Dottie Yunger: director of DMR’s Education Division

Mon, 09/19/2022 - 5:30pm

How did you spend your summer vacation? Sadly, I know you didn’t spend it at the Maine State Aquarium, because it wasn’t open. When I began as the new Education Division director about a year ago, the Department of Marine Resources began preparing the building to reopen after two years of being closed due to the pandemic. In the process, we discovered, not surprisingly, building issues that need to be addressed, especially given that it is nearly 30 years old. We explored all our options to be completely sure that it was not possible to reopen for the 2022 season, ultimately making the difficult decision that we could not. You can read our public statement here https://www.maine.gov/dmr/programs/education-division

To introduce myself, I’m Dottie Yunger, and as the director of DMR’s Education Division, I manage the Maine State Aquarium, Learning Lab, and Burnt Island with its lighthouse and Education Center. The Learning Lab is adjacent to the Aquarium and serves as a hands-on, interactive lab for individual groups. I am marine biologist and environmental educator, and have worked for the Smithsonian Institution, National Aquarium, Discovery Channel, and most recently, the Calvert Marine Museum in Solomons, MD. At the Smithsonian’s Natural History Museum, I worked in a modeling ecosystems research lab, where we recreated large-scale ecosystems with their living and non-living components. The Gulf of Maine ecosystem was one of them, complete with tides, waves, mud flat, and intertidal zones. It eventually became a public exhibit in the museum’s Sea Life Hall, and I managed the aquarium operations and educational programming for the overall exhibit. So now living and working in the actual Gulf of Maine is a very exciting opportunity for me.

The Maine State Aquarium spent the summer preparing for its extreme makeover. We removed the large lobster and shark tanks, and the touch tank, so we could start installing a new water-resistant, slip-resistant floor. When we removed those tanks, we found extensive water damage (again, not surprising) to the floor and the walls behind the tanks. Behind the walls we found electrical wiring in need of upgrading. If you’ve ever renovated an older house, you know exactly what we are talking about. These all became opportunities for us to remodel the space in ways that will extend the life of the building for years to come.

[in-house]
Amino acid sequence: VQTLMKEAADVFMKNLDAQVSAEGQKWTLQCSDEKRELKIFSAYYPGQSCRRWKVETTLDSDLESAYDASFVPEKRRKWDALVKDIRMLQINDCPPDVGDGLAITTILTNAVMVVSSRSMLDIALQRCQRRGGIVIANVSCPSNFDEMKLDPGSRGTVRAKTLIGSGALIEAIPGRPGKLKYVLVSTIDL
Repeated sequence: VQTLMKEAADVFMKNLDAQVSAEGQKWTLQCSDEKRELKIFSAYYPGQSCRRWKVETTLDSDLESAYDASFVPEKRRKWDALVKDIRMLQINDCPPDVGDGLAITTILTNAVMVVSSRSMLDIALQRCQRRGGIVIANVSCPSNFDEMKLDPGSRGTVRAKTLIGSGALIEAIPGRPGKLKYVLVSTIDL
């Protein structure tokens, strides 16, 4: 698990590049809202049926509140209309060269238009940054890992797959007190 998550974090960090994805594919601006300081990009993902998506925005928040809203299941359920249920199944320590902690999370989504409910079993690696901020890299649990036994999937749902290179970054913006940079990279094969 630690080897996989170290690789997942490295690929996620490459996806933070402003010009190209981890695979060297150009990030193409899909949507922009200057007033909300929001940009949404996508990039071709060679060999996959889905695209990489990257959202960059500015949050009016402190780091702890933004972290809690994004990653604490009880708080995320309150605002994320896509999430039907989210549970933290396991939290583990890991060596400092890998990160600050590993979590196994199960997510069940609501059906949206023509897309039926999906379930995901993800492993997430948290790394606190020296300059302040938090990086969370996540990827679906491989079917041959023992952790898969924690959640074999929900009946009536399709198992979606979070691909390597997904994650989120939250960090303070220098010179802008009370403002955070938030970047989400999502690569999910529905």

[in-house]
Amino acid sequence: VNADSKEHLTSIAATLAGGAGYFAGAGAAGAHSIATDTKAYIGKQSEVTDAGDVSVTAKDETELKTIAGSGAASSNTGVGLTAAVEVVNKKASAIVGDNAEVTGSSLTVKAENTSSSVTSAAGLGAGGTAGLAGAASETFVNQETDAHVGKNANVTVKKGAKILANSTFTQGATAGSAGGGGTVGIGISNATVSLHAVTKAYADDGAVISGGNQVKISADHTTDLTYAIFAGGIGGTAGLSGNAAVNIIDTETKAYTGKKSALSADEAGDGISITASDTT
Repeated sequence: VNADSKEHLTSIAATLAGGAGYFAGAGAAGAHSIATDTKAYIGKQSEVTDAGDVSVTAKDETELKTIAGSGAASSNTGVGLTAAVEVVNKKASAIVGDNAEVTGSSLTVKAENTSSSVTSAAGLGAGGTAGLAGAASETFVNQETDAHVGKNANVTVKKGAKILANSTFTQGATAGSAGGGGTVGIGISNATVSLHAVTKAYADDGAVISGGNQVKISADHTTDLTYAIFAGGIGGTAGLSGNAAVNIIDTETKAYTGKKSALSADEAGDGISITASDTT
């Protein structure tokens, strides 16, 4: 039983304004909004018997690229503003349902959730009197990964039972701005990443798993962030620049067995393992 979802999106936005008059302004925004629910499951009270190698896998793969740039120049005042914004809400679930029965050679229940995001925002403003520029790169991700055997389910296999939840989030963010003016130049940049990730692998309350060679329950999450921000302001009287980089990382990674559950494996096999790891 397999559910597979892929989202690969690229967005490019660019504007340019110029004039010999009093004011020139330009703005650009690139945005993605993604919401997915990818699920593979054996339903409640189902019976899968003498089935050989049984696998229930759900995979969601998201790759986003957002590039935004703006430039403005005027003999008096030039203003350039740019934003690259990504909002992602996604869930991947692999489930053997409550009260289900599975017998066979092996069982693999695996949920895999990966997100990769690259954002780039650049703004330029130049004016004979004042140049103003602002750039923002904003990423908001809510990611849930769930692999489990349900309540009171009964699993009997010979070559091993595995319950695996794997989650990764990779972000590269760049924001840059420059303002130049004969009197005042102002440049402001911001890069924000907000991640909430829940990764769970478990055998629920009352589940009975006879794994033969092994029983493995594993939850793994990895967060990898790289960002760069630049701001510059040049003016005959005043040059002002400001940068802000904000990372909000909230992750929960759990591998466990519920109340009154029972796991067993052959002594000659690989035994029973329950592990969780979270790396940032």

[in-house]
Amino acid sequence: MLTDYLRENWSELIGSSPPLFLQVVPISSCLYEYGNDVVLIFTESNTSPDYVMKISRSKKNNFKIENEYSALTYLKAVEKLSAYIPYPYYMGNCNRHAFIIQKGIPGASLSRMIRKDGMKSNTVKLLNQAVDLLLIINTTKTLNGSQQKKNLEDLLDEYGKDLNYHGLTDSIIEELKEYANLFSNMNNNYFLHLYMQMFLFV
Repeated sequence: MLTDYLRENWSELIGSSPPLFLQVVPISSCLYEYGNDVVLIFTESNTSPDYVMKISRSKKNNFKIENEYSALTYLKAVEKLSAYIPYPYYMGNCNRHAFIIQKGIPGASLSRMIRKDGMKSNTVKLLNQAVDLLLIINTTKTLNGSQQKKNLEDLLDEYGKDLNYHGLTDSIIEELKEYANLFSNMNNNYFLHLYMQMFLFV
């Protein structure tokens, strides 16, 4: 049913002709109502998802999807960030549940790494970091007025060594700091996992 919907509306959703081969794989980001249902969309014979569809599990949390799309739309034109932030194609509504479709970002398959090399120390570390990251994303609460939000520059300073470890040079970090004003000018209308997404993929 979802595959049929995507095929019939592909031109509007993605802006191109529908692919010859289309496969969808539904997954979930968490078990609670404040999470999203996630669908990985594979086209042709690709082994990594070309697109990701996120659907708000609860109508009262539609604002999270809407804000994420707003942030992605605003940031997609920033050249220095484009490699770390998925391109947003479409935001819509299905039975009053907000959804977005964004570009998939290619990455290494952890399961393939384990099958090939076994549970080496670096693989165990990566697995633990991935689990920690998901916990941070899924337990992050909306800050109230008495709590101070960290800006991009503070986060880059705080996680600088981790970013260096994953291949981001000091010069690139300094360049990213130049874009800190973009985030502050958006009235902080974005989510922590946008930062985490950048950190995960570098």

These renovations will continue through the winter. The animals on display before 2020 were sent to new homes; there isn’t even water in the aquarium tanks currently! We do, however, have our new Wet Lab, where Harbor water passes through a series of filters before collecting in a large reservoir tank. From there it is pumped to various holding tanks, and ultimately will be pumped to the aquarium tanks as well. This wet lab allows us to begin collecting now for the animals that will become the aquarium residents. It is also where our lobster researchers are studying larval lobster and how temperature influences where they choose to move and live.

https://www.maine.gov/dmr/science/species-information/maine-lobster/lobster-life-stages-and-dmr-surveys/larval-lobster-surveys

https://www.newscentermaine.com/article/news/local/researchers-study-temperature-impacts-on-lobster-larvae-environment-science/97-4f9bea76-8acc-4687-ae26-8c8b22beba9c

The Department of Marine Resources has an update website; you can follow the Education Division there and on social media, where we will post regular updates about our renovations. You can find the links to our social media on our webpage https://www.maine.gov/dmr/programs/education-division

Best fishes!